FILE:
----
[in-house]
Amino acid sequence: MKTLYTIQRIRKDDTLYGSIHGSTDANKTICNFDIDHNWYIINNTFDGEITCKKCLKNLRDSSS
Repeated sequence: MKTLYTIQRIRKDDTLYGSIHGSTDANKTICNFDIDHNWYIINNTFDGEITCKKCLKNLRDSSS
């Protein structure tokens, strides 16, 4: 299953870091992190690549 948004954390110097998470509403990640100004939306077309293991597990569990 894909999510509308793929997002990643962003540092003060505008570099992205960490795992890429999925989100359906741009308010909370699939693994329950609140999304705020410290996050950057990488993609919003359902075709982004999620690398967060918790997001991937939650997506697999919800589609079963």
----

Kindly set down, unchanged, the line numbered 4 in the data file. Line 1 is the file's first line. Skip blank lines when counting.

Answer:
């Protein structure tokens, strides 16, 4: 299953870091992190690549 948004954390110097998470509403990640100004939306077309293991597990569990 894909999510509308793929997002990643962003540092003060505008570099992205960490795992890429999925989100359906741009308010909370699939693994329950609140999304705020410290996050950057990488993609919003359902075709982004999620690398967060918790997001991937939650997506697999919800589609079963």